Some 40,000 veterans at risk of homelessness could see federal support services disappear next week unless lawmakers quickly extend pandemic protections that have been caught up in a congressional funding fight.
If the funding measure does not pass by May 11, tens of thousands of veterans will be cut off from services like free rides to Veterans Affairs clinics, telehealth medical services and increased financial assistance for rent costs.
“One day, these folks will be able to get from homeless shelters to medical centers for care, and the next day they won’t,” said Spencer Bell, policy analyst for the National Coalition for Homeless Veterans. “You’re talking about people who don’t have cars or ways to get there. We’re up against the wall here.”
Veterans Affairs officials and community activists have been warning about the deadline for weeks, but have been unable to convince lawmakers to pass a solution. Now, with just seven days left before the national emergency related to COVID-19 ends, a pair of senators are offering last-minute legislation to stave off the problem. A similar House attempt has already failed, underscoring the difficult path ahead.
The legislation — introduced May 4 by Senate Veterans’ Affairs Committee Chairman Jon Tester, D-Mont., and Sen. Lisa Murkowski, R-Alaska — extends a host of COVID-19-era authorities given to VA officials, passed at the height of the pandemic to ensure veterans would continue to receive support services amid office closures and quarantine restrictions.
Under the plan, VA would be allowed to continue online conferences between veterans and administrators for health care visits, welfare checks and other case management issues. Free transportation would continue to be provided to veterans without personal vehicles or access to reliable public transportation. Higher rates for housing stipends and clothing allowances would also remain in effect until 2026.
The legislation also includes an option for virtual home visits for veteran caregivers, who must periodically check in with VA staff to confirm the health and welfare of their vets. The program is set to return to in-home visits only if the authority is not approved.
Tester called the services “a critical lifeline” and pledged in a statement to move the legislation “across the finish line as quickly as possible.”
VA Under Secretary for Health Dr. Shereef Elnahal had warned in late April that if the authorities are not extended past May 11, veterans who rely on the assistance will suffer.
“They’re depending on this,” Elnahal said. “We’re talking about authorities that have allowed for 750,000 free rides for veterans since the start of the pandemic. We really need this, and we need Congress to help out with this.”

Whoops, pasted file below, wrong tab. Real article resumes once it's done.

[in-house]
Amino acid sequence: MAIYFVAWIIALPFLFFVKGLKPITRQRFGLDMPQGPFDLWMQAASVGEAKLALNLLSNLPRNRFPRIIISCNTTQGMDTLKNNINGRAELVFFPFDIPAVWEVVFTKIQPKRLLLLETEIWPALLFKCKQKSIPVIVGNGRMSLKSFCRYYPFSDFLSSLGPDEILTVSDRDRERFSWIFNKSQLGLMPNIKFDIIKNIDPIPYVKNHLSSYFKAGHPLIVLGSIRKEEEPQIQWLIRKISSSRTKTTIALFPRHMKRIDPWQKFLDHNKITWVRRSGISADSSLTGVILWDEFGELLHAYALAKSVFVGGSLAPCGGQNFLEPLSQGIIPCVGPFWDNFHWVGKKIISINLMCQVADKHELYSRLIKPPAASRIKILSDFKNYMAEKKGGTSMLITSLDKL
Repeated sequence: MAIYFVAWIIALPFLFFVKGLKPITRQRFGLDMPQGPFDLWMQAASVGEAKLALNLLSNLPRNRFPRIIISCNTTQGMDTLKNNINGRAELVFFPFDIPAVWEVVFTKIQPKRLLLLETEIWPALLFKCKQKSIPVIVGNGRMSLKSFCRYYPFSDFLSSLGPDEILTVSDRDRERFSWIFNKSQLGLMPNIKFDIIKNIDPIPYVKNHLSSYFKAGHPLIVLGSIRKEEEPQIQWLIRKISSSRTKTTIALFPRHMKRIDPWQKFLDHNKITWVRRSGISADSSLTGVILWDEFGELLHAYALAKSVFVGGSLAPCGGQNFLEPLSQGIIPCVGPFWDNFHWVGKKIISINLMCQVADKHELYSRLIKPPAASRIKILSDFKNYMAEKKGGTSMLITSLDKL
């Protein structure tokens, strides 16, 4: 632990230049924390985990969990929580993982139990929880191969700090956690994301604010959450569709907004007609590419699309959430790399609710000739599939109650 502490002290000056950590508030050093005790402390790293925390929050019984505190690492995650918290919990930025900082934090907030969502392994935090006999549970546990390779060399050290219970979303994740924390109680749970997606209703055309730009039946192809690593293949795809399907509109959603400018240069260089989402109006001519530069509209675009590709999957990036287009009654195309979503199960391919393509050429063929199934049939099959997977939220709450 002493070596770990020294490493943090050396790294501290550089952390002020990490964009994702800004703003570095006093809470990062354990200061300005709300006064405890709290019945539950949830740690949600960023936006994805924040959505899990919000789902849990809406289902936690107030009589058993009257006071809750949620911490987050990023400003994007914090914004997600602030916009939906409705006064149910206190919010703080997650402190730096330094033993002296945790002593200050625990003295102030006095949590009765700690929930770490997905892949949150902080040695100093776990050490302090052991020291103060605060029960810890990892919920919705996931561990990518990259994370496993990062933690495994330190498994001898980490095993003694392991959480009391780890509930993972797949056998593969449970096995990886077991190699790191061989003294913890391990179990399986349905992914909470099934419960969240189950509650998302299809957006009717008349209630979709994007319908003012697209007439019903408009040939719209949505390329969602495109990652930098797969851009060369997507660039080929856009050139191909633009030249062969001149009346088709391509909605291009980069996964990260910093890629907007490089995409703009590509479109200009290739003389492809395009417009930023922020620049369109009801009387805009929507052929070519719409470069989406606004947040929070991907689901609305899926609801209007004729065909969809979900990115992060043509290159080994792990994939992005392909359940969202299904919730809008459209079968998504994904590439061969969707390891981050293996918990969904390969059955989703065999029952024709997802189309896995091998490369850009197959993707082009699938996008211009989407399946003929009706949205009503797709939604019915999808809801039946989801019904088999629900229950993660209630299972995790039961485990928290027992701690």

VA officials say the money needed to keep the programs running amounts to a few million dollars and is already covered in available funds within department budget accounts. However, language included in last year’s Promise to Address Comprehensive Toxics Act (which is not connected to the pandemic authorities) has created technical accounting problems regarding the potential costs of new veterans legislation.
That was the cause of the failure of the proposed House fix. During a April 28 legislative mark-up, Republican leaders rejected a measure to extend the authorities because it ran afoul of chamber rules regarding new spending and budget offsets.
Whether the Senate bill can get around those issues is unclear. House and Senate leaders met with veterans groups on Monday to discuss the problem, but have not offered any long-term solutions. Other veterans bills have advanced in both chambers despite the accounting issues, but only after significant behind-the-scenes negotiations.
Senate Veterans’ Affairs Committee members are expected to debate and advance the new bill next week, just a few days before the pandemic authorities expire. The measure would need to be fast-tracked in the House and Senate to reach the president’s desk before Thursday night, and a handful of lawmakers could derail the process with related or unrelated objections.
Bell said community leaders are just now trying to find alternative aid for the veterans who could be hurt by the vanishing support services.
“There’s not really a plan, because everyone thought that Congress would have handled this by now,” he said.
Leo covers Congress, Veterans Affairs and the White House for Military Times. He has covered Washington, D.C. since 2004, focusing on military personnel and veterans policies. His work has earned numerous honors, including a 2009 Polk award, a 2010 National Headliner Award, the IAVA Leadership in Journalism award and the VFW News Media award.